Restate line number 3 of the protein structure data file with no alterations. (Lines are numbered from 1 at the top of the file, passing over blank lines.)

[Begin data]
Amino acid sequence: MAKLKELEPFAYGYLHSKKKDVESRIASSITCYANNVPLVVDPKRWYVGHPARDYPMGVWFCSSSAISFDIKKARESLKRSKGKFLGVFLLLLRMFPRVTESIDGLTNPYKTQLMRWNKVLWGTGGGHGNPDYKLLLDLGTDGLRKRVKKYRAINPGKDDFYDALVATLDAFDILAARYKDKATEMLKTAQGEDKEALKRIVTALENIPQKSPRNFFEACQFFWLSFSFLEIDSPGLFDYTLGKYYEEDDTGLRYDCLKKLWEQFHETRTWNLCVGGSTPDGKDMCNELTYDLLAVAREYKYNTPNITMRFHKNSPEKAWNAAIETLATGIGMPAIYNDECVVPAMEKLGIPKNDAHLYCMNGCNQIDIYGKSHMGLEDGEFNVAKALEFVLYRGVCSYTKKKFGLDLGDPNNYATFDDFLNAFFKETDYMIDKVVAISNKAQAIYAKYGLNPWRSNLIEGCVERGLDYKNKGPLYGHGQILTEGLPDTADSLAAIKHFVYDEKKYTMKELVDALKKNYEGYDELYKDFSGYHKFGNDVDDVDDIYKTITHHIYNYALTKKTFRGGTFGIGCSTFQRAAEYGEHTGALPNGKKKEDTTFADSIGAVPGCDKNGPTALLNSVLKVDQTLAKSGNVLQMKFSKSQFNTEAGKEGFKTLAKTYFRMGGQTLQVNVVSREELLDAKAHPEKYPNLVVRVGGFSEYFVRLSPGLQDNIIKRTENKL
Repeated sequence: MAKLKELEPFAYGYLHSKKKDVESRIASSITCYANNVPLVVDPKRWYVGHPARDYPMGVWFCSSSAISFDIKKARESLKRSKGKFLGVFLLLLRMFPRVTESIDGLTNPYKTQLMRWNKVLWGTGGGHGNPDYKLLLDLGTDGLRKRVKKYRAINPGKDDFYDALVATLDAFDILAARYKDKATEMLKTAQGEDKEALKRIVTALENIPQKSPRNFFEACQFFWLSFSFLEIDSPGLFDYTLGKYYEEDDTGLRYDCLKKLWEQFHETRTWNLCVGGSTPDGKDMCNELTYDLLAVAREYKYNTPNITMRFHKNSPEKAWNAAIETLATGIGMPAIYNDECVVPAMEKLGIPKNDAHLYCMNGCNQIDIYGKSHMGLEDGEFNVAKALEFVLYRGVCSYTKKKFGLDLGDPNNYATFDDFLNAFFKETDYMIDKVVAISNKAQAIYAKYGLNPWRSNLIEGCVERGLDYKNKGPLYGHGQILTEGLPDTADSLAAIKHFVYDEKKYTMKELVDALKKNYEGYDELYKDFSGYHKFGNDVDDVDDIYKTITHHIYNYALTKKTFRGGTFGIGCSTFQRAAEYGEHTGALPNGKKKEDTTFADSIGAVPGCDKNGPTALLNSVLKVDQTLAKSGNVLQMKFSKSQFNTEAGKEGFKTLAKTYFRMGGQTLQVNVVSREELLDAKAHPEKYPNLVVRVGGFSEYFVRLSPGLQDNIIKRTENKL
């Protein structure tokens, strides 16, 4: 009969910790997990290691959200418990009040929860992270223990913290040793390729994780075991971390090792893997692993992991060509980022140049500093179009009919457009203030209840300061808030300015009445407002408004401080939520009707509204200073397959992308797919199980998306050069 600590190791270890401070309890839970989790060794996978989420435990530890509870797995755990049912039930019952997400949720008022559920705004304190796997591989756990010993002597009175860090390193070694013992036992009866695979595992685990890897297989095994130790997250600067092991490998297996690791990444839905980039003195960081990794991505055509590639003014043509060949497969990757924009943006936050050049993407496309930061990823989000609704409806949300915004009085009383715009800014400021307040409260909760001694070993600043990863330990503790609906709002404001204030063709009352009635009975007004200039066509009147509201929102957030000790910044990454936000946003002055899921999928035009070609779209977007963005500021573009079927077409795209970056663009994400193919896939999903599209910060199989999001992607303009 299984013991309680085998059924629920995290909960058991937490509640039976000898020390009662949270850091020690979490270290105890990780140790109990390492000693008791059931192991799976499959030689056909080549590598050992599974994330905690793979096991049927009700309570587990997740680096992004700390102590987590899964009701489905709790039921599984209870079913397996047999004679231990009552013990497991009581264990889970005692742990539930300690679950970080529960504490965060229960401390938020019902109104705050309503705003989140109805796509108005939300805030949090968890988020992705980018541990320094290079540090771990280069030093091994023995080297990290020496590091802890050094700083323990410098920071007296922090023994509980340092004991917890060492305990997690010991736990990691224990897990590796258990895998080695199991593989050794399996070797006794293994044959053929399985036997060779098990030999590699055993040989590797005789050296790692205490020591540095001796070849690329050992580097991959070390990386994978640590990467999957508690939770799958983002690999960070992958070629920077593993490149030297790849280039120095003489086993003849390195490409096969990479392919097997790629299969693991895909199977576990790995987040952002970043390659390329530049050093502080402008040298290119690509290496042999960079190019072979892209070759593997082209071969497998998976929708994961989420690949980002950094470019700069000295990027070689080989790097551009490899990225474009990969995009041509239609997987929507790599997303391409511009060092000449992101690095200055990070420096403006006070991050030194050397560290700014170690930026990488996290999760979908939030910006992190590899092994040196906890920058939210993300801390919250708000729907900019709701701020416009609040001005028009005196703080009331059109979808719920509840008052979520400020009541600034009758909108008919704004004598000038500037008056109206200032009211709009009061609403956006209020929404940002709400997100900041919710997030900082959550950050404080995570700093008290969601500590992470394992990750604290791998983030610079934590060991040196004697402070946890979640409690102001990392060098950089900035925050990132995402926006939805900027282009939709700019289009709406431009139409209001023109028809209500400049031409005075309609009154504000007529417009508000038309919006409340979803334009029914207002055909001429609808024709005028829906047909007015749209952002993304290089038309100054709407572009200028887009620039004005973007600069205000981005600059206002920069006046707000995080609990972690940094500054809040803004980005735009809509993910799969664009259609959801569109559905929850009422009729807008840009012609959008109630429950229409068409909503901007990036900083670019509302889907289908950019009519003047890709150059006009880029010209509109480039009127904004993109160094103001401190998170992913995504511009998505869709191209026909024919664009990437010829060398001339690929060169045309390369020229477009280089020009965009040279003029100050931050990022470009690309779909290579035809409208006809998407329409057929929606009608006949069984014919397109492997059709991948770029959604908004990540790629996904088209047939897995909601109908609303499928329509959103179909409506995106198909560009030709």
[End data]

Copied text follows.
């Protein structure tokens, strides 16, 4: 009969910790997990290691959200418990009040929860992270223990913290040793390729994780075991971390090792893997692993992991060509980022140049500093179009009919457009203030209840300061808030300015009445407002408004401080939520009707509204200073397959992308797919199980998306050069 600590190791270890401070309890839970989790060794996978989420435990530890509870797995755990049912039930019952997400949720008022559920705004304190796997591989756990010993002597009175860090390193070694013992036992009866695979595992685990890897297989095994130790997250600067092991490998297996690791990444839905980039003195960081990794991505055509590639003014043509060949497969990757924009943006936050050049993407496309930061990823989000609704409806949300915004009085009383715009800014400021307040409260909760001694070993600043990863330990503790609906709002404001204030063709009352009635009975007004200039066509009147509201929102957030000790910044990454936000946003002055899921999928035009070609779209977007963005500021573009079927077409795209970056663009994400193919896939999903599209910060199989999001992607303009 299984013991309680085998059924629920995290909960058991937490509640039976000898020390009662949270850091020690979490270290105890990780140790109990390492000693008791059931192991799976499959030689056909080549590598050992599974994330905690793979096991049927009700309570587990997740680096992004700390102590987590899964009701489905709790039921599984209870079913397996047999004679231990009552013990497991009581264990889970005692742990539930300690679950970080529960504490965060229960401390938020019902109104705050309503705003989140109805796509108005939300805030949090968890988020992705980018541990320094290079540090771990280069030093091994023995080297990290020496590091802890050094700083323990410098920071007296922090023994509980340092004991917890060492305990997690010991736990990691224990897990590796258990895998080695199991593989050794399996070797006794293994044959053929399985036997060779098990030999590699055993040989590797005789050296790692205490020591540095001796070849690329050992580097991959070390990386994978640590990467999957508690939770799958983002690999960070992958070629920077593993490149030297790849280039120095003489086993003849390195490409096969990479392919097997790629299969693991895909199977576990790995987040952002970043390659390329530049050093502080402008040298290119690509290496042999960079190019072979892209070759593997082209071969497998998976929708994961989420690949980002950094470019700069000295990027070689080989790097551009490899990225474009990969995009041509239609997987929507790599997303391409511009060092000449992101690095200055990070420096403006006070991050030194050397560290700014170690930026990488996290999760979908939030910006992190590899092994040196906890920058939210993300801390919250708000729907900019709701701020416009609040001005028009005196703080009331059109979808719920509840008052979520400020009541600034009758909108008919704004004598000038500037008056109206200032009211709009009061609403956006209020929404940002709400997100900041919710997030900082959550950050404080995570700093008290969601500590992470394992990750604290791998983030610079934590060991040196004697402070946890979640409690102001990392060098950089900035925050990132995402926006939805900027282009939709700019289009709406431009139409209001023109028809209500400049031409005075309609009154504000007529417009508000038309919006409340979803334009029914207002055909001429609808024709005028829906047909007015749209952002993304290089038309100054709407572009200028887009620039004005973007600069205000981005600059206002920069006046707000995080609990972690940094500054809040803004980005735009809509993910799969664009259609959801569109559905929850009422009729807008840009012609959008109630429950229409068409909503901007990036900083670019509302889907289908950019009519003047890709150059006009880029010209509109480039009127904004993109160094103001401190998170992913995504511009998505869709191209026909024919664009990437010829060398001339690929060169045309390369020229477009280089020009965009040279003029100050931050990022470009690309779909290579035809409208006809998407329409057929929606009608006949069984014919397109492997059709991948770029959604908004990540790629996904088209047939897995909601109908609303499928329509959103179909409506995106198909560009030709």